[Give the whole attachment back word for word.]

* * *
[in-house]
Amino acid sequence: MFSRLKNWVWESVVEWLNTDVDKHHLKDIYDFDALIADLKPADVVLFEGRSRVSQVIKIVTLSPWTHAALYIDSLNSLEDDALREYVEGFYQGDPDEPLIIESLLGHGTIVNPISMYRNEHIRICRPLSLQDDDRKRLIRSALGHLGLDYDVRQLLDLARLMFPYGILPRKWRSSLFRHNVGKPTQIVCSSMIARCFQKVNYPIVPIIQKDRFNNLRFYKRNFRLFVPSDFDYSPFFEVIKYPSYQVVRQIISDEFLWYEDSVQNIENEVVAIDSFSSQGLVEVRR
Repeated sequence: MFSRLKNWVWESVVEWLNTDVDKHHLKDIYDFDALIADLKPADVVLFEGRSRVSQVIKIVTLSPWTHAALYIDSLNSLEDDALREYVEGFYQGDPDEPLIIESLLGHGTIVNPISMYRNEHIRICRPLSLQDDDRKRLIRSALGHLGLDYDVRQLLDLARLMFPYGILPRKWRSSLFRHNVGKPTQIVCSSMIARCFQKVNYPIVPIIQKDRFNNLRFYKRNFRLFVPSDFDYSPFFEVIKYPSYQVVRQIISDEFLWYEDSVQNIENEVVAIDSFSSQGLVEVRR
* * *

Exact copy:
[in-house]
Amino acid sequence: MFSRLKNWVWESVVEWLNTDVDKHHLKDIYDFDALIADLKPADVVLFEGRSRVSQVIKIVTLSPWTHAALYIDSLNSLEDDALREYVEGFYQGDPDEPLIIESLLGHGTIVNPISMYRNEHIRICRPLSLQDDDRKRLIRSALGHLGLDYDVRQLLDLARLMFPYGILPRKWRSSLFRHNVGKPTQIVCSSMIARCFQKVNYPIVPIIQKDRFNNLRFYKRNFRLFVPSDFDYSPFFEVIKYPSYQVVRQIISDEFLWYEDSVQNIENEVVAIDSFSSQGLVEVRR
Repeated sequence: MFSRLKNWVWESVVEWLNTDVDKHHLKDIYDFDALIADLKPADVVLFEGRSRVSQVIKIVTLSPWTHAALYIDSLNSLEDDALREYVEGFYQGDPDEPLIIESLLGHGTIVNPISMYRNEHIRICRPLSLQDDDRKRLIRSALGHLGLDYDVRQLLDLARLMFPYGILPRKWRSSLFRHNVGKPTQIVCSSMIARCFQKVNYPIVPIIQKDRFNNLRFYKRNFRLFVPSDFDYSPFFEVIKYPSYQVVRQIISDEFLWYEDSVQNIENEVVAIDSFSSQGLVEVRR